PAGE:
In 2018, most people are probably quite well versed in the business of air travel, from knowing where you’d be most comfortably seated on a plane, to understanding common airborne occurrences like turbulence and screaming children.
The inside of a cabin is also a familiar space. You know where to pop your hand luggage, and how the seatbelt works. You also know to avoid the aisle seat at all costs if you value your elbows.
According to The Telegraph, however, the following list of little-known features “should surprise even the most frequent of fliers”.
1. The black triangle
If you prefer a window seat, you may have noticed a little black triangle above the window nearest the wing.
“The black triangle marks the location of what has been called the ‘William Shatner Seat’, or the seat with the clearest view of the wing,” explained retired aerospace engineer Lee Ballentine after the question was posed on the website Quora. “The Shatner reference is to one of the strangest Twilight Zone episodes, Nightmare at 20,000 Feet. In it, Shatner’s character sees a gremlin on the wing of the plane he’s a passenger on.”
If the cabin staff need to check on the status of the wing, this is the window that they use.
2. The bleed hole
Everyone has noticed the little hole in the window of the plane, which seems to defy logic. Turns out it’s keeping us safe.
That’s because air inside a plane is pressurised, which places an enormous strain on the windows. The inside pane – the one you may have woken up against from time to time – is largely superficial, meaning the middle pane and outer pane are taking the brunt of the pressure. Cue the “bleed hole”, which relieves some of that pressure.
3. The secret bedroom
Most aircraft designed for long-haul services have a secret bedroom where cabin crew can catch up on some sleep, or take a break.
4. A button to give you more space
The armrest next to the aisle isn’t actually fixed in place. If you require a few more millimetres of space for your hips, it can be raised. Simply seek out the small button underneath the armrest, towards the back.
5. The hidden latch that opens the loo door
The bathrooms on a plane can be unlocked from the outside which is great news for all you nervous bathroom-goers out there.
A hidden latch, sometimes behind the “no smoking” sign, allows flight attendants to access a locked lavatory in an emergency.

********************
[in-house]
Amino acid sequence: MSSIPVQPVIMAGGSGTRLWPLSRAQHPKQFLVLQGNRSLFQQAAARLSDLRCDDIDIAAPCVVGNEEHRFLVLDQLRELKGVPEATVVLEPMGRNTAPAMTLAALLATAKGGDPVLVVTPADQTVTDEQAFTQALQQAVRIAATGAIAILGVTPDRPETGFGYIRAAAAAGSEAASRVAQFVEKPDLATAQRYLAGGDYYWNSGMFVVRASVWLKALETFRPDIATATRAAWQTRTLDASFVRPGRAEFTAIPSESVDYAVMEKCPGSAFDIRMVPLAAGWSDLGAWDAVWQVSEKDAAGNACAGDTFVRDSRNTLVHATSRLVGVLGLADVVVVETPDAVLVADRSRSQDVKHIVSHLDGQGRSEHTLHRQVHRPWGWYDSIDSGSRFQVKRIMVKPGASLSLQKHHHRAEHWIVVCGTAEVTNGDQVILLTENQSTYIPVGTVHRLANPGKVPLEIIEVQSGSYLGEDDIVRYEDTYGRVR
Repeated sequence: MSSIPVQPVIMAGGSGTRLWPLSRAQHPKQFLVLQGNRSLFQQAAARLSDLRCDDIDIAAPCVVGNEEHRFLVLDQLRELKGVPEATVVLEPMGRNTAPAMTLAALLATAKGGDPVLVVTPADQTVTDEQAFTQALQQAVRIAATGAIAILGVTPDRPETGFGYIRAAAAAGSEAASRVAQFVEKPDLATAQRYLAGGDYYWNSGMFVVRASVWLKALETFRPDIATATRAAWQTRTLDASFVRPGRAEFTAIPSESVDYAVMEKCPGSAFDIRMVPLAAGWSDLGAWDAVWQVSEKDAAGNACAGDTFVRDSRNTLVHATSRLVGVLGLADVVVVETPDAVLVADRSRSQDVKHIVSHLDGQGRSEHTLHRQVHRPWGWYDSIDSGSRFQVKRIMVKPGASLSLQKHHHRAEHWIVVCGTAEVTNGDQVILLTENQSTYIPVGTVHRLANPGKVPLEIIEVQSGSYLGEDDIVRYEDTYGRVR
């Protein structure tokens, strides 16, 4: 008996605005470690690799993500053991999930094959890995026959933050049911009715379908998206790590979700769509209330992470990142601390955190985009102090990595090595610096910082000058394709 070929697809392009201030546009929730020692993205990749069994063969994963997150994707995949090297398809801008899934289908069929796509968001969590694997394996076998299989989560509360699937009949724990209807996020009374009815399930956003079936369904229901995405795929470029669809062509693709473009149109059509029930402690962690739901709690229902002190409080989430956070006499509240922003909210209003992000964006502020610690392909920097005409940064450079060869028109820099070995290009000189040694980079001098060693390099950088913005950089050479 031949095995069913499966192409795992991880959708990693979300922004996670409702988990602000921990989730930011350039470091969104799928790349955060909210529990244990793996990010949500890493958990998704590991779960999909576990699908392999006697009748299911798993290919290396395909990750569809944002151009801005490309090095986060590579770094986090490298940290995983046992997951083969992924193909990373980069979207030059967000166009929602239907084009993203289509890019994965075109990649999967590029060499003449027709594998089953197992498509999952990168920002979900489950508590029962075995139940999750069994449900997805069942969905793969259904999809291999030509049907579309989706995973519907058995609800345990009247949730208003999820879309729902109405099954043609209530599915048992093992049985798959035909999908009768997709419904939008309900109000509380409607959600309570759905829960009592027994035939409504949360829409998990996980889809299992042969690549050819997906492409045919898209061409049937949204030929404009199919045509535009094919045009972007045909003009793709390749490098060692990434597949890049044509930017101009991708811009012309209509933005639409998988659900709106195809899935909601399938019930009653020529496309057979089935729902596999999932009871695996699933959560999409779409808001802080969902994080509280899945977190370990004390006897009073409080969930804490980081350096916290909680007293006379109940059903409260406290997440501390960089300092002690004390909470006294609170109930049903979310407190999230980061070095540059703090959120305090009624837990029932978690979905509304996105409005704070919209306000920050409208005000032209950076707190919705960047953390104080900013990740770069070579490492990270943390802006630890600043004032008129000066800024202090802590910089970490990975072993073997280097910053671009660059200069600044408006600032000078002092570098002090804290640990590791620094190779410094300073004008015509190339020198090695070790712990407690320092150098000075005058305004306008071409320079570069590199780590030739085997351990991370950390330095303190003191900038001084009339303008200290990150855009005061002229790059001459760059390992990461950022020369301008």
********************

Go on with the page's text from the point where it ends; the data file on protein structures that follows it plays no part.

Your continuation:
I don’t feel great about the fact that that’s public knowledge now.
6. The nifty handrail
A lot of planes have a handrail that makes it a little easier to navigate your way to the bathroom mid-flight and mid-bottle of wine. This means that every idiot who has used your headrest to steady themselves had an alternative method that they didn’t use.
7. Little yellow wing hooks
This curious feature found on many plane wings could help save you in the event of an emergency landing on water.
If passengers evacuate the aircraft to stand on the wing, as was the case during the so-called Miracle on the Hudson, a rope may be secured between the door hatch and these hooks. It provides something for fleeing passengers to hold on to so they don’t slip off the wing and into the water.
8. A cocktail of chemicals
You know those masks that drop down if anything goes wrong? Turns out they don’t exactly provide you with oxygen.
Oxygen tanks are heavy and bulky so aircraft use a more complicated system. The panel above each seat actually contains a cocktail of chemicals that, when burned, release oxygen. They might include barium peroxide, a fine white powder used in fireworks, sodium chlorate, more commonly used as a weedkiller, and potassium chlorate, a staple of school science lab experiments (it reacts violently with sugar).
And yes, these chemicals are kind of dangerous. The crash of ValuJet Flight 592 in 1996, in which all 110 on board died, was caused by an oxygen generator fire.
9. Pointless ashtrays
Despite the fact that smoking on an aircraft has been banned for the last 20 years, you’ll still find ashtrays on modern aircraft. Why? Probably to torment smokers with what they can’t have on a 12-hour flight. It’s also just in case someone lights a sneaky smoke and they need somewhere to safely dispose of it.
10. Grab handles on the exit
Plane doors feature a seemingly pointless handle on the inside. What’s it for? Well, in the event of an emergency evacuation, passengers tend to get a bit panicky. So the flight attendant overseeing their rapid departure, out of the door and down the emergency slide, is given something to hold on to, lest they be barged out of the way and down the slide before the evacuation is complete.
11. Gas masks (but not for you)
Cabin crew get gas masks in the event of a fire, but passengers don’t. This is because the cabin crew are actually involved in fighting the fire and also have to stay on board the plane while passengers are evacuated.
12. Handcuffs and defibrillators
Passengers can be the worst, or just unhealthy, so the handcuffs and medical supplies are there to assist. The handcuffs used for unruly passengers would probably be plastic rather than metal, and the defibrillator is there to assist if someone needs to be revived.
There you have it. Now you can bore the person next to you on your next flight with aircraft trivia.
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